A manager’s guide to flexible working

Flexible working may have been the only ‘happy’ by-product of the 2020-2022 global pandemic. Employers who had previously dismissed their staff’s right to request flexible work arrangements were forced to adapt, and forced to concede that their workforce were more productive as a result: in fact, three in five people who work flexibly put in more hours as a result of being allowed to do so.

Gone are the days of the rigid, arbitrary 9-5 desk job, instead allowing your workers to choose hours that suit them will ensure they bring their A-game to work, all the while finding a better work life balance. Simple adjustments such as being able to pick their child up from school without judgement, stay at home with their beloved pet dog, or even forgo a lengthy and expensive commute into an office every day, mean that employees are more dedicated to their company and work than ever before. Flexible working means happier staff, lowers costs and greater productivity, with 76% of employers seeing improved retention rates

But it is an adjustment. If your team don’t work the same hours as you, and they’re working from all over the place, how do you keep them together as a team? How do you get anything done? As a manager, not only is it important for you to lead by example and show this flexibility in your own working life, but you also have the responsibility of motivating, supporting and empowering your team to work together, even when physically apart or on different time schedules.

So what can you do as a people manager to keep team morale and productivity high? Check out our ultimate guide for managing and motivating a remote workforce.

Start with a great virtual onboarding experience

First impressions are important. Introduce the company culture and create clear virtual onboarding for newcomers that blends eLearning, webinars, and other online remote team building activities. Encourage team members with quizzes and activities. Create a sense of friendly competition with a leaderboard and celebrate the wins with prizes.

Kit out your remote team with a killer home working space

Enable your people to create a motivating and comfortable home working space where they can do their best work.

Inspire them with creative remote work kits that don’t include just a laptop and a uniform. Give them something more to work with, such as monitors for the extra screen space, extended keyboards to have more reach, ergonomic chairs and laptop stands to avoid bad posture, and maybe even a backdrop for those client video meetings. Ensure your staff feel welcome and motivated to start work with useful branded merchandise and enticing gifts. Send them a desk plant to name and live in their home office!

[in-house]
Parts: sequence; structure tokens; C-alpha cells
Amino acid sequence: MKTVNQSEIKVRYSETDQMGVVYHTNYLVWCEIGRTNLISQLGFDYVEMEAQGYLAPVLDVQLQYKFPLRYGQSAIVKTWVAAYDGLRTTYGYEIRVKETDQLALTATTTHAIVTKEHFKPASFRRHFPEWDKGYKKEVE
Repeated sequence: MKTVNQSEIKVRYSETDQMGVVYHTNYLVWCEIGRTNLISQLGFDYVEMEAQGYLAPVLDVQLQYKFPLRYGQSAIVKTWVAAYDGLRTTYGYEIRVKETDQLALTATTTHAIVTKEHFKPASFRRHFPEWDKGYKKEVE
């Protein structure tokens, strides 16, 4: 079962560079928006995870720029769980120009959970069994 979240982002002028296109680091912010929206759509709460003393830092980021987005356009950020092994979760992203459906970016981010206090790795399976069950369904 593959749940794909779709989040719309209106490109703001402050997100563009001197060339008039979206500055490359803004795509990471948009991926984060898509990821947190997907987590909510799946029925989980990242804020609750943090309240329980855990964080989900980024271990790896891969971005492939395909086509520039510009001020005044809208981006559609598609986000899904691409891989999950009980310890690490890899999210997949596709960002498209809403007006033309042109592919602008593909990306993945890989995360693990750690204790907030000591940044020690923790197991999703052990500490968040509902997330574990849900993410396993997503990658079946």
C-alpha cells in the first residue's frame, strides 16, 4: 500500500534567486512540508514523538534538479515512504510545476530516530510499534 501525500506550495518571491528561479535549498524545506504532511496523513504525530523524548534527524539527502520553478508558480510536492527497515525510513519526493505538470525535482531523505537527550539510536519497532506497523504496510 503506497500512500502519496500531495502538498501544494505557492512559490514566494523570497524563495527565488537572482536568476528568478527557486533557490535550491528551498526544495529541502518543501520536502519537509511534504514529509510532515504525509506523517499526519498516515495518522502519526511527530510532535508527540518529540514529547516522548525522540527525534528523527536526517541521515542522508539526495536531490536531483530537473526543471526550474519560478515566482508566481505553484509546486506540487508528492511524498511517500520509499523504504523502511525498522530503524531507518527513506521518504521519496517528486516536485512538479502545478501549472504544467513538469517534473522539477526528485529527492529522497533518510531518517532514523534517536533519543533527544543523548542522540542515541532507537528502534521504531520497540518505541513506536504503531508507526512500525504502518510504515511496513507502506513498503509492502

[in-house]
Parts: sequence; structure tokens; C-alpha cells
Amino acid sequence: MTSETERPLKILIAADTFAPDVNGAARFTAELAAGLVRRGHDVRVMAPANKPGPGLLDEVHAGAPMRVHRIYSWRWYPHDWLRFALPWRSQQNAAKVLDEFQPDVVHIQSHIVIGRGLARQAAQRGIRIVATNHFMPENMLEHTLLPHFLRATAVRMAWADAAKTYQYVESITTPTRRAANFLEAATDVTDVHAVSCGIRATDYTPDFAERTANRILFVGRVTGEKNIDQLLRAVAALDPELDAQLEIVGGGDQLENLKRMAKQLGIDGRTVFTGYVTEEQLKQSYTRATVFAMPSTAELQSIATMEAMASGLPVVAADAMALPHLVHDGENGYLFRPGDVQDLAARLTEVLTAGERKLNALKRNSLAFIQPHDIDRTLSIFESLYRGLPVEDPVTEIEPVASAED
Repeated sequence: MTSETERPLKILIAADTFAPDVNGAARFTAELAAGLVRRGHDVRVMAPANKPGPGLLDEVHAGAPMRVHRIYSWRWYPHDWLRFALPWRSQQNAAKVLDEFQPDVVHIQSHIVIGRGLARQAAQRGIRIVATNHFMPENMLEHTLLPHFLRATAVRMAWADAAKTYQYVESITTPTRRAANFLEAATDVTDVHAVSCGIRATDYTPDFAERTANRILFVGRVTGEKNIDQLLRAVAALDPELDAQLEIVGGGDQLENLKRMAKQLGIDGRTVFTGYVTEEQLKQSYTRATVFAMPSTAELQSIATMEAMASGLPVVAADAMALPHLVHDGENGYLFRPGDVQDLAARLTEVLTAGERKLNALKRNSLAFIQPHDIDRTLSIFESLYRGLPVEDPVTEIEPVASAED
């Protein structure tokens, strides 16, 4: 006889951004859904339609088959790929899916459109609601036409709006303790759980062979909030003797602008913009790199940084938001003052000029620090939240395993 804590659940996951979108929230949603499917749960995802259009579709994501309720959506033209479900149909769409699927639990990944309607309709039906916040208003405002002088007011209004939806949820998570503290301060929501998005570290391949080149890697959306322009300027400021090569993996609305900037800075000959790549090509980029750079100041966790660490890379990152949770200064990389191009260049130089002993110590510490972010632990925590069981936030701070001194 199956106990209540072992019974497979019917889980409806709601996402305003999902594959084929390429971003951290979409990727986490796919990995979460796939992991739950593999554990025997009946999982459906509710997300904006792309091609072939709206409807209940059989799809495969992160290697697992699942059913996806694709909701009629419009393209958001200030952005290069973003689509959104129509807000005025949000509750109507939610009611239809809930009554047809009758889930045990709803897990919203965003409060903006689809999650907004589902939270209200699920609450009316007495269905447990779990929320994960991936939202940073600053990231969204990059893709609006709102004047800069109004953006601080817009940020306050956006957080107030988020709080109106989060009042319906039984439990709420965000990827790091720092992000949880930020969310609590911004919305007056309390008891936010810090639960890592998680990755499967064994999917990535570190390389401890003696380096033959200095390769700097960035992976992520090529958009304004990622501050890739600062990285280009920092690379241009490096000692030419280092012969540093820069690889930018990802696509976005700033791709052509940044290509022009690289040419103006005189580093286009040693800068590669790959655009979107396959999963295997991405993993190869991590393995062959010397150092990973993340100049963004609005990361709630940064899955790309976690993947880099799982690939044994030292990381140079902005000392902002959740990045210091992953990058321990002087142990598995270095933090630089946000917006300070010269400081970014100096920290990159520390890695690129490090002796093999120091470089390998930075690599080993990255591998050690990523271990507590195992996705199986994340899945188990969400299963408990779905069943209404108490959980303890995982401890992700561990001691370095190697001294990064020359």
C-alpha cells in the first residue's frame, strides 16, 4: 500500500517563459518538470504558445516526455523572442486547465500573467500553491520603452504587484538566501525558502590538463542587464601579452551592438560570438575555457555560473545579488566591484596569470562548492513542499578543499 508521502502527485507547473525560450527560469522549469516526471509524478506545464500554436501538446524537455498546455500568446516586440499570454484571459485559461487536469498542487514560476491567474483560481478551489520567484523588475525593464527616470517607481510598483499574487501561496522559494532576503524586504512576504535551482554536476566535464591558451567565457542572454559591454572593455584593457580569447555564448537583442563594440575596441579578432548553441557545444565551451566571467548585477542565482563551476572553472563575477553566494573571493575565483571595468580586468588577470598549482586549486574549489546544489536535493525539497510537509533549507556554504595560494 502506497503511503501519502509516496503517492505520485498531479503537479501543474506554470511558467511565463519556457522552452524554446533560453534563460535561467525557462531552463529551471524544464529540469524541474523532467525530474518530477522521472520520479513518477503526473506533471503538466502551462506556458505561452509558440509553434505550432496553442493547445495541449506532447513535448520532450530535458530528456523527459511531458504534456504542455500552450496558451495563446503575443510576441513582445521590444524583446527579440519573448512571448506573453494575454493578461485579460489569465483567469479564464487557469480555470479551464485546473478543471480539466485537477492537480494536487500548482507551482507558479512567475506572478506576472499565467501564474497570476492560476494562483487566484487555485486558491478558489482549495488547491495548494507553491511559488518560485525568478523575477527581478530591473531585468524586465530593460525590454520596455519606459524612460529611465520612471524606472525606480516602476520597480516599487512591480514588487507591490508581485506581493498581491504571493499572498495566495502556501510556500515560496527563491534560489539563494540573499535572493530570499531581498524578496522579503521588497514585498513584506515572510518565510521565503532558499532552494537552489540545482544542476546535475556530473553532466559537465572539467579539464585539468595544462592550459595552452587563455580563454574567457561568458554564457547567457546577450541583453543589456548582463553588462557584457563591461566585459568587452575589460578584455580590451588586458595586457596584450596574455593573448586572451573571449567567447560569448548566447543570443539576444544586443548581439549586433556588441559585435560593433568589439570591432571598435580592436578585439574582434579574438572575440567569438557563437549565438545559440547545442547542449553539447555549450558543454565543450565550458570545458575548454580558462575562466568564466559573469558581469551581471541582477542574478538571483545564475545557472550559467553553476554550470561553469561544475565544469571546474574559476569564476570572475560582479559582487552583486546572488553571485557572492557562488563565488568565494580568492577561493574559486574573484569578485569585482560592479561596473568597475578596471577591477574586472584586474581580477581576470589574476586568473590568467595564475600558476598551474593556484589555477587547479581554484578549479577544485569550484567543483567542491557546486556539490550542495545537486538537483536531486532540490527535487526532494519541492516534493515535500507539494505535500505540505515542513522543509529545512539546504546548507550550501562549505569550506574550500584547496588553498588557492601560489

Get to know your team – as a whole, and as individuals

It’s more important than ever to take the time to learn about their individual circumstances and challenges and to work to accommodate these. Move meetings to help those juggling work and home life. 

Set up regular one-on-ones to make the space for these valuable conversations

Research reports that 65% of employees experience a drop in meaningful conversations with their managers when working from home. This weekly meeting is an opportunity for members of your team to relay any challenges—personal or work-related—that could lead to unfulfilled briefs, missed deadlines and extra stress later down the line. It’s also an important chance for you to build on your personal relationship, so make time for casual chit-chat and tell them about yourself as well.

Cultivate and nurture your community

Working remotely can be isolating. Have a chat system to send quick and regular messages to team members, just as your team would chat to the people next to them in the office. Make specific chats for people who want to ask work related questions, those who want to share funny and lighthearted content, or even chats to celebrate milestones like birthdays and engagements. These channels serve as support and encouragement lines to establish a steady work-life balance — with a sense of togetherness.